There is one affirmative defense built into the charge. In New York, under Penal Law Section 121.14, it is an affirmative defense to a Criminal Obstruction of Breathing or Blood Circulation in New York charge that pressure was applied to the throat or neck of a person or blocked his or her mouth with an intent to impede a person’s normal breathing or circulation if it was done for a valid medical or dental purpose.

As an affirmative defense, the burden to prove the defense is on the defendant. But, unlike a prosecutor’s high burden to prove a charge and all of its elements beyond a reasonable doubt, the burden to prove an affirmative defense is only by a preponderance of the evidence. That means more likely than not likely or only 51%.

Sentencing for Criminal Obstruction of Breathing or Blood Circulation in New York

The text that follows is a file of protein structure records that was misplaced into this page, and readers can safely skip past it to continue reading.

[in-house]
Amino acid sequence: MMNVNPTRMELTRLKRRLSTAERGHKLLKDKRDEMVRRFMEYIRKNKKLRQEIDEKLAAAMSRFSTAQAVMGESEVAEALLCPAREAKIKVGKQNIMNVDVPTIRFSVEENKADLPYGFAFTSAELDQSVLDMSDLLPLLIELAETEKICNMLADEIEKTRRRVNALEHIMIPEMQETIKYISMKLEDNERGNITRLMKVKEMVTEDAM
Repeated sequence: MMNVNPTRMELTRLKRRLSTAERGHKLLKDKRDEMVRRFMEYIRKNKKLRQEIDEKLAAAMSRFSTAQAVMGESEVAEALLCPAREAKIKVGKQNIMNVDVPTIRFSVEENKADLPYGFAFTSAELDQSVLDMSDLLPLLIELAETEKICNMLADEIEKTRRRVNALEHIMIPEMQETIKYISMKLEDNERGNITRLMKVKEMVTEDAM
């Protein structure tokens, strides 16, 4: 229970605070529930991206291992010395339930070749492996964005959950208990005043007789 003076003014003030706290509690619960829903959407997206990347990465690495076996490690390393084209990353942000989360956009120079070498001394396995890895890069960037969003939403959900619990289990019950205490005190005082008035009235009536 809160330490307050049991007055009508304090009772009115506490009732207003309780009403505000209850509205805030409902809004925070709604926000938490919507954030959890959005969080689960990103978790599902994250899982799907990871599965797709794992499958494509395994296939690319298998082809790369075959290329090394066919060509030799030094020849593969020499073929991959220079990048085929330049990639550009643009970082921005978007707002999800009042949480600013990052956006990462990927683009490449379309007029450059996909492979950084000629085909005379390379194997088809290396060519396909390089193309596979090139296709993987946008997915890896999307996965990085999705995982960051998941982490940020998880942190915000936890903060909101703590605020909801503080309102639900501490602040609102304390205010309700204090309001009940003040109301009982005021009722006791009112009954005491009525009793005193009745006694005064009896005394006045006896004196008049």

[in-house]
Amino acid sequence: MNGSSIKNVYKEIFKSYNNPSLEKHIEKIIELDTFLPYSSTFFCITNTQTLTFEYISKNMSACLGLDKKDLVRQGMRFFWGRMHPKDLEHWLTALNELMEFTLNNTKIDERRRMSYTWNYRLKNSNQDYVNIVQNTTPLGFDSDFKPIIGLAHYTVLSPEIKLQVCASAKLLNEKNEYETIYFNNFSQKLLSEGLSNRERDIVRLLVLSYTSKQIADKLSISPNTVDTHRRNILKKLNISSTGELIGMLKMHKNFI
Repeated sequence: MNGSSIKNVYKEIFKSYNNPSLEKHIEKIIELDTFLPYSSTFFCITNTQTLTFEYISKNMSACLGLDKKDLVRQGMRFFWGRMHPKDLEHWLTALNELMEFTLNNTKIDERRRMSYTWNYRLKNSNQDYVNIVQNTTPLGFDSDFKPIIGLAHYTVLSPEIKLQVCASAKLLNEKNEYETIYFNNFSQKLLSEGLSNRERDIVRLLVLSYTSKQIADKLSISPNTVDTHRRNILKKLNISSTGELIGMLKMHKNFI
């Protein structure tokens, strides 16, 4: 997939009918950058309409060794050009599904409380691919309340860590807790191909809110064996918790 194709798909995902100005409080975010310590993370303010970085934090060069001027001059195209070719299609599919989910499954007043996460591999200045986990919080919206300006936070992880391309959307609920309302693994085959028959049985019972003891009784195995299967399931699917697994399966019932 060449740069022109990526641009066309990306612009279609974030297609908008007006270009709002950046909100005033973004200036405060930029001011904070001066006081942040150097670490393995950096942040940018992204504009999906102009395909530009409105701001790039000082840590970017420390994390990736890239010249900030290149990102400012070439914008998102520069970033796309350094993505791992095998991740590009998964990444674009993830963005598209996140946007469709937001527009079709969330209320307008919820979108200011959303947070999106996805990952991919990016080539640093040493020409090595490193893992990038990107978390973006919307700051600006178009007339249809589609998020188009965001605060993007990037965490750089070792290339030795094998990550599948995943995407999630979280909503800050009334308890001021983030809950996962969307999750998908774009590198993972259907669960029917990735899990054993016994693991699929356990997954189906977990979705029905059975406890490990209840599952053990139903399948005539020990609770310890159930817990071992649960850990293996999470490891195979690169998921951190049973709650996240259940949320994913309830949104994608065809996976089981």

Criminal Obstruction of Breathing in New York AttorneyAs a class A misdemeanor, Criminal Obstruction of Breathing or Blood Circulation is punished by up to 1 year in prison. Although prosecutors tend to take a more aggressive approach to Domestic Violence allegations involving Criminal Obstruction of Breathing, a plea bargain to a non-criminal outcome or a complete dismissal is not out of the question. Each case depends on the specific allegations and the relative strength or weakness of the evidence in support of the Criminal Obstruction of Breathing charges.